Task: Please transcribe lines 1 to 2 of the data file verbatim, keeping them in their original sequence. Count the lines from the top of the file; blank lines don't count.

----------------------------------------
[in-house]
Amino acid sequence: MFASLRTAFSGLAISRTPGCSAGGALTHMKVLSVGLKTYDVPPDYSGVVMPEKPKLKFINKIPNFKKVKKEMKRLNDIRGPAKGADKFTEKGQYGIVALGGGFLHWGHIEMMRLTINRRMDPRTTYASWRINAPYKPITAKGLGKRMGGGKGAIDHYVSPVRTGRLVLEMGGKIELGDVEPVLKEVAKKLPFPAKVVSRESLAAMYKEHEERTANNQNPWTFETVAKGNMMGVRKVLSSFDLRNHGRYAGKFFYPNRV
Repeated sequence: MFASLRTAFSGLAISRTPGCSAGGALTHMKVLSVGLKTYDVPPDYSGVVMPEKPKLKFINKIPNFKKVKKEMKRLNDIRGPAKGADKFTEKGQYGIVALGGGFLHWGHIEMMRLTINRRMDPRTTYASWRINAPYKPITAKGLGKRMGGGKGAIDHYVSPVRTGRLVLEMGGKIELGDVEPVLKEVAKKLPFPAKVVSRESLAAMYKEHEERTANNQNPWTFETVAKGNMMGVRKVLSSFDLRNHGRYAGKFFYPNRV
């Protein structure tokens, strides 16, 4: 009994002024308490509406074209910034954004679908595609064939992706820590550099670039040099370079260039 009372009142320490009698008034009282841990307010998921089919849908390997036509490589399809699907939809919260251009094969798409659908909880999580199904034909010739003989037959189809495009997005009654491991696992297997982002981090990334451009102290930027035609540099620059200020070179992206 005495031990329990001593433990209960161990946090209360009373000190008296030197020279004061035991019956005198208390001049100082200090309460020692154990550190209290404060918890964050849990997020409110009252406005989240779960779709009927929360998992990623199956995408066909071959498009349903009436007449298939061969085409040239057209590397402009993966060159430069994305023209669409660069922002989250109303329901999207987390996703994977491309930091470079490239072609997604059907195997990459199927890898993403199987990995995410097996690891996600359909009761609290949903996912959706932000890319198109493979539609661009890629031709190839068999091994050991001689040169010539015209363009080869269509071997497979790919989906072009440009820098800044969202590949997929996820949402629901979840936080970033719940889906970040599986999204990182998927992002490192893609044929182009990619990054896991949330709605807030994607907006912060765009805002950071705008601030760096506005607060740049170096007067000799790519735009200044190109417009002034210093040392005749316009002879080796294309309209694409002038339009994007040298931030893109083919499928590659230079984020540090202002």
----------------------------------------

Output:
[in-house]
Amino acid sequence: MFASLRTAFSGLAISRTPGCSAGGALTHMKVLSVGLKTYDVPPDYSGVVMPEKPKLKFINKIPNFKKVKKEMKRLNDIRGPAKGADKFTEKGQYGIVALGGGFLHWGHIEMMRLTINRRMDPRTTYASWRINAPYKPITAKGLGKRMGGGKGAIDHYVSPVRTGRLVLEMGGKIELGDVEPVLKEVAKKLPFPAKVVSRESLAAMYKEHEERTANNQNPWTFETVAKGNMMGVRKVLSSFDLRNHGRYAGKFFYPNRV